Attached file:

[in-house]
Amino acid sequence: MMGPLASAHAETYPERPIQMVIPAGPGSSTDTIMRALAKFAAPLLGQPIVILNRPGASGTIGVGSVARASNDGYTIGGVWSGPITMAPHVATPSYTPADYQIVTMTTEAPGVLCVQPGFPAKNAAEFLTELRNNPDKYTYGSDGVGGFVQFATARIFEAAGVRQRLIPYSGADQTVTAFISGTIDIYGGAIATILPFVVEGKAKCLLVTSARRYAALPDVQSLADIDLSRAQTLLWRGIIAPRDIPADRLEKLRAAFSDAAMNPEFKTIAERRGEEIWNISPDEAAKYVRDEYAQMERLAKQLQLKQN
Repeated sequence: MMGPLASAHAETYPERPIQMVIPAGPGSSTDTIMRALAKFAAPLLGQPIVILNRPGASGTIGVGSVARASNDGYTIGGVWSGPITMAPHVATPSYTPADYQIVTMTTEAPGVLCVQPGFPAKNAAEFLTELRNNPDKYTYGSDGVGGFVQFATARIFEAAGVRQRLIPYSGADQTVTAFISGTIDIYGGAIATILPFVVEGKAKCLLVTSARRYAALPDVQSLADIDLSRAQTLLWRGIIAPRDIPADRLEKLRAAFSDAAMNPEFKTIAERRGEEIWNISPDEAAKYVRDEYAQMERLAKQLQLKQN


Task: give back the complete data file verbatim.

[in-house]
Amino acid sequence: MMGPLASAHAETYPERPIQMVIPAGPGSSTDTIMRALAKFAAPLLGQPIVILNRPGASGTIGVGSVARASNDGYTIGGVWSGPITMAPHVATPSYTPADYQIVTMTTEAPGVLCVQPGFPAKNAAEFLTELRNNPDKYTYGSDGVGGFVQFATARIFEAAGVRQRLIPYSGADQTVTAFISGTIDIYGGAIATILPFVVEGKAKCLLVTSARRYAALPDVQSLADIDLSRAQTLLWRGIIAPRDIPADRLEKLRAAFSDAAMNPEFKTIAERRGEEIWNISPDEAAKYVRDEYAQMERLAKQLQLKQN
Repeated sequence: MMGPLASAHAETYPERPIQMVIPAGPGSSTDTIMRALAKFAAPLLGQPIVILNRPGASGTIGVGSVARASNDGYTIGGVWSGPITMAPHVATPSYTPADYQIVTMTTEAPGVLCVQPGFPAKNAAEFLTELRNNPDKYTYGSDGVGGFVQFATARIFEAAGVRQRLIPYSGADQTVTAFISGTIDIYGGAIATILPFVVEGKAKCLLVTSARRYAALPDVQSLADIDLSRAQTLLWRGIIAPRDIPADRLEKLRAAFSDAAMNPEFKTIAERRGEEIWNISPDEAAKYVRDEYAQMERLAKQLQLKQN